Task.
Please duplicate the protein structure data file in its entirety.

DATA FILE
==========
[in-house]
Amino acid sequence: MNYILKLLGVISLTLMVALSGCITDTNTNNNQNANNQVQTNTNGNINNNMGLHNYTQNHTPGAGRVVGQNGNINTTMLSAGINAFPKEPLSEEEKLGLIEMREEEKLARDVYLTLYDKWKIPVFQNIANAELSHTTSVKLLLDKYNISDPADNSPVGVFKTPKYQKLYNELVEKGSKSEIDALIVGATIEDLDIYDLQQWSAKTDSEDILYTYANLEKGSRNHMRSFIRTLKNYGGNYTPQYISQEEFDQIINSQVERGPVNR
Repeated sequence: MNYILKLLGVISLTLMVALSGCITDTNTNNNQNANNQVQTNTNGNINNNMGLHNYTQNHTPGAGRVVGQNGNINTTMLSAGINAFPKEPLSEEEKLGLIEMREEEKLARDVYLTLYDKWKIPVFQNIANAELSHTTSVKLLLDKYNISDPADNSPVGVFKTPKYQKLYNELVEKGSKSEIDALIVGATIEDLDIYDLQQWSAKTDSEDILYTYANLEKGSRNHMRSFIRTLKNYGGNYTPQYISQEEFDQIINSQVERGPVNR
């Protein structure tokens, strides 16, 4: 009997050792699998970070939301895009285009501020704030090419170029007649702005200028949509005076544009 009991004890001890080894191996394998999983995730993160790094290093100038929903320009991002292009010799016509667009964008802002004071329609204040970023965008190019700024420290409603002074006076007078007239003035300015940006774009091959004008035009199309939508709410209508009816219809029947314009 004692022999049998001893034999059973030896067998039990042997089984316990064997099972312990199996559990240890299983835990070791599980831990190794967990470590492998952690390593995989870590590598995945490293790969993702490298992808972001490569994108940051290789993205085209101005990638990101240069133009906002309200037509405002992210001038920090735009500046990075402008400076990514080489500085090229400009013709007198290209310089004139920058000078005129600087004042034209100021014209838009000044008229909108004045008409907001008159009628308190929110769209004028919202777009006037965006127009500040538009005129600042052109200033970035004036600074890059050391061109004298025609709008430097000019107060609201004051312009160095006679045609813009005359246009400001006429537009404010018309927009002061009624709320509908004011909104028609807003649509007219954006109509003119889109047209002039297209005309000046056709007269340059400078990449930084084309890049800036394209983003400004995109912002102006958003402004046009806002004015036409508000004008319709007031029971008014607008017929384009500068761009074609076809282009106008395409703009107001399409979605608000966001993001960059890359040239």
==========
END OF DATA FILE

[in-house]
Amino acid sequence: MNYILKLLGVISLTLMVALSGCITDTNTNNNQNANNQVQTNTNGNINNNMGLHNYTQNHTPGAGRVVGQNGNINTTMLSAGINAFPKEPLSEEEKLGLIEMREEEKLARDVYLTLYDKWKIPVFQNIANAELSHTTSVKLLLDKYNISDPADNSPVGVFKTPKYQKLYNELVEKGSKSEIDALIVGATIEDLDIYDLQQWSAKTDSEDILYTYANLEKGSRNHMRSFIRTLKNYGGNYTPQYISQEEFDQIINSQVERGPVNR
Repeated sequence: MNYILKLLGVISLTLMVALSGCITDTNTNNNQNANNQVQTNTNGNINNNMGLHNYTQNHTPGAGRVVGQNGNINTTMLSAGINAFPKEPLSEEEKLGLIEMREEEKLARDVYLTLYDKWKIPVFQNIANAELSHTTSVKLLLDKYNISDPADNSPVGVFKTPKYQKLYNELVEKGSKSEIDALIVGATIEDLDIYDLQQWSAKTDSEDILYTYANLEKGSRNHMRSFIRTLKNYGGNYTPQYISQEEFDQIINSQVERGPVNR
């Protein structure tokens, strides 16, 4: 009997050792699998970070939301895009285009501020704030090419170029007649702005200028949509005076544009 009991004890001890080894191996394998999983995730993160790094290093100038929903320009991002292009010799016509667009964008802002004071329609204040970023965008190019700024420290409603002074006076007078007239003035300015940006774009091959004008035009199309939508709410209508009816219809029947314009 004692022999049998001893034999059973030896067998039990042997089984316990064997099972312990199996559990240890299983835990070791599980831990190794967990470590492998952690390593995989870590590598995945490293790969993702490298992808972001490569994108940051290789993205085209101005990638990101240069133009906002309200037509405002992210001038920090735009500046990075402008400076990514080489500085090229400009013709007198290209310089004139920058000078005129600087004042034209100021014209838009000044008229909108004045008409907001008159009628308190929110769209004028919202777009006037965006127009500040538009005129600042052109200033970035004036600074890059050391061109004298025609709008430097000019107060609201004051312009160095006679045609813009005359246009400001006429537009404010018309927009002061009624709320509908004011909104028609807003649509007219954006109509003119889109047209002039297209005309000046056709007269340059400078990449930084084309890049800036394209983003400004995109912002102006958003402004046009806002004015036409508000004008319709007031029971008014607008017929384009500068761009074609076809282009106008395409703009107001399409979605608000966001993001960059890359040239």